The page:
- Regular intake of the herbs Bacopa monnieri (water hyssop) (6) and Eclipta prostrata (false daisy) (7) as herbal tea infusions has a calming effect on the brain. (6)(7) resulting in a reduced number of episodes of sleep paralysis.
- Other approaches include reducing stress, sleeping on the side and avoiding sleeping on the back, and maintaining a healthy regular sleep schedule.
- Experts advise avoiding dangerous occupations and precipitating stimuli. Planned daytime naps of 20 minutes can help.
- Cognitive-behavioral therapy (CBT) has been used with great success to treat sleep paralysis. (8) The course of treatment usually lasts between 6 and 20 sessions, with each session lasting 30–60 minutes. CBT sessions can be tailored according to the needs of the patient.
What Is Narcolepsy and Its Association With Sleep Paralysis?
People with narcolepsy often experience sleep paralysis which is a lifelong disorder (the requirement for diagnosis is 3 months) characterized by brief, frequent, refreshing episodes of daytime sleep. But it does not usually worsen as the person ages.
Symptoms can partially improve over time, but they will never disappear completely. The most typical symptoms are given below:
- Daytime sleep attacks – The patient falls asleep in seconds or minutes, despite efforts by the patient not to sleep. The patient usually sleeps from 10 to 30 minutes and wakes up refreshed, and they typically experience a single to a dozen episodes a day. Driving in this condition is dangerous.
- Cataplexy – Cataplexy is characterized by a sudden loss of muscle tone, usually in the face and neck, and is typically precipitated by anger and laughter. The patient is conscious throughout.
- Hypnagogic hallucinations – Hypnagogic hallucinations are dreamlike and often frightening auditory and or visual hallucinations that occur as the patient falls asleep.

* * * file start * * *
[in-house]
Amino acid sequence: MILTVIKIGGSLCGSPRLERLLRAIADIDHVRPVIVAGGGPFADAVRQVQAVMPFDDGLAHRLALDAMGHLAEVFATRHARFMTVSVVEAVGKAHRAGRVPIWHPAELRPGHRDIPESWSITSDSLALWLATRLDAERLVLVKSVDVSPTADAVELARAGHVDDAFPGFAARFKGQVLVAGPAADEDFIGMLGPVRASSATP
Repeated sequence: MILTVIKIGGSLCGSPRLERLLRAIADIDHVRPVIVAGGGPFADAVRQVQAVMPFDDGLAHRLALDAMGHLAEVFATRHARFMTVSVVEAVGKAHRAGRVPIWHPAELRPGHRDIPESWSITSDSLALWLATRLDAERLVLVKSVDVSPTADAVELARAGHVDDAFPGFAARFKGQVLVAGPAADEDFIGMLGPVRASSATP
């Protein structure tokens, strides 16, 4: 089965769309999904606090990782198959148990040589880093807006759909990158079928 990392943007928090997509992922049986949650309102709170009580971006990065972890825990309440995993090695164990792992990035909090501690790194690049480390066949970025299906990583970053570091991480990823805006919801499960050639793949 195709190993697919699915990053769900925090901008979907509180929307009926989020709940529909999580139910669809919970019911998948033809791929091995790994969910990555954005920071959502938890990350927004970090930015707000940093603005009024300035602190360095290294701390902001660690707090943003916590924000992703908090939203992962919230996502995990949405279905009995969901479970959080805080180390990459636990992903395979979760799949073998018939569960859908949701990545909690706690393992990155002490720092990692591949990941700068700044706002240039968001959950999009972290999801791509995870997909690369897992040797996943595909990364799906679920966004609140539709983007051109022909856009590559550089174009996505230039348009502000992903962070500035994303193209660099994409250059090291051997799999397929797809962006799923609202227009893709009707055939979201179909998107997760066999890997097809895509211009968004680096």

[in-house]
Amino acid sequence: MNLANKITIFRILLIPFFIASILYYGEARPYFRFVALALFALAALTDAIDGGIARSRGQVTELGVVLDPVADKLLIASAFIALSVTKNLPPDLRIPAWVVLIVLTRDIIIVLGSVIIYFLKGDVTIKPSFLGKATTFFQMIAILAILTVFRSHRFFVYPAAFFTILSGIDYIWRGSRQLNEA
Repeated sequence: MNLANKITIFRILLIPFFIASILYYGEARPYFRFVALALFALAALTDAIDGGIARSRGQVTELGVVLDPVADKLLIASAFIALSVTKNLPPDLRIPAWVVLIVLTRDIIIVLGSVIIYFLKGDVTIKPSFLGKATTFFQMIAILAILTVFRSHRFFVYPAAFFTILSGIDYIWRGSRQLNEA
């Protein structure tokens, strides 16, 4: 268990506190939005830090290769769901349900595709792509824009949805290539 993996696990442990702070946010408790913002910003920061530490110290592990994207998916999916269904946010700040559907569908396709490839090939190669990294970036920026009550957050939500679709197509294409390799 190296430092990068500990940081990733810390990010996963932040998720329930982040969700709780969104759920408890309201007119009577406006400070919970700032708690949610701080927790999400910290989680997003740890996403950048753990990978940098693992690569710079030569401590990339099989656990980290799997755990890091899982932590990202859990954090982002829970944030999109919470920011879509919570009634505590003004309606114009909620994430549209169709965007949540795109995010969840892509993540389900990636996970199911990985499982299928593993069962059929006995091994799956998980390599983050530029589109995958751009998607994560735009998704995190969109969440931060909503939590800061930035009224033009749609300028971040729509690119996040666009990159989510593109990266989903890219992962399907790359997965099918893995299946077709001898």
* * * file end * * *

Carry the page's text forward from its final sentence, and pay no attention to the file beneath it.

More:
- Sleep paralysis – Sleep paralysis is a flaccid, generalized, terrifying paralysis that lasts for several seconds in a fully conscious patient, either while walking or falling asleep. It may resolve if the patient is touched gently many times or their name is called loudly. (9)
What to Not Do in Sleep Paralysis?
Do not sleep on your back – this can make sleep paralysis more likely to happen. Also, do not eat a big meal, smoke, or drink alcohol or caffeine shortly before going to bed.
When to See a Doctor
In most cases, sleep paralysis does not affect your overall health. However, you should talk to your doctor if episodes of sleep paralysis cause anxiousness or if you are unable to sleep throughout the night and feel tired during the day.
A general practitioner may be able to treat sleep paralysis triggered by an underlying condition such as insomnia or post-traumatic stress disorder. If this doesn’t help, they may refer you to a doctor who specializes in sleep disorders.
Most-Asked Questions About Sleep Paralysis
How do I know if I have sleep paralysis?
The main symptom of sleep paralysis is the inability to move the body when falling asleep or waking and there’s no evidence of a physical disorder such as a brain tumor.
How does sleep paralysis end?
The episode usually ends on its own or when someone touches you or talks to you.
Is sleep paralysis fatal?
No, sleep paralysis is not fatal. It is only a temporary inability.
Sleep paralysis is not a life-threatening condition, and it can be dealt with and prevented by taking the right steps. These include ensuring you get 6–8 hours of sleep at night and treating any underlying mental health problems or sleep disorders that may trigger sleep paralysis.
- Was this article helpful?
- YES, THANKS!NOT REALLY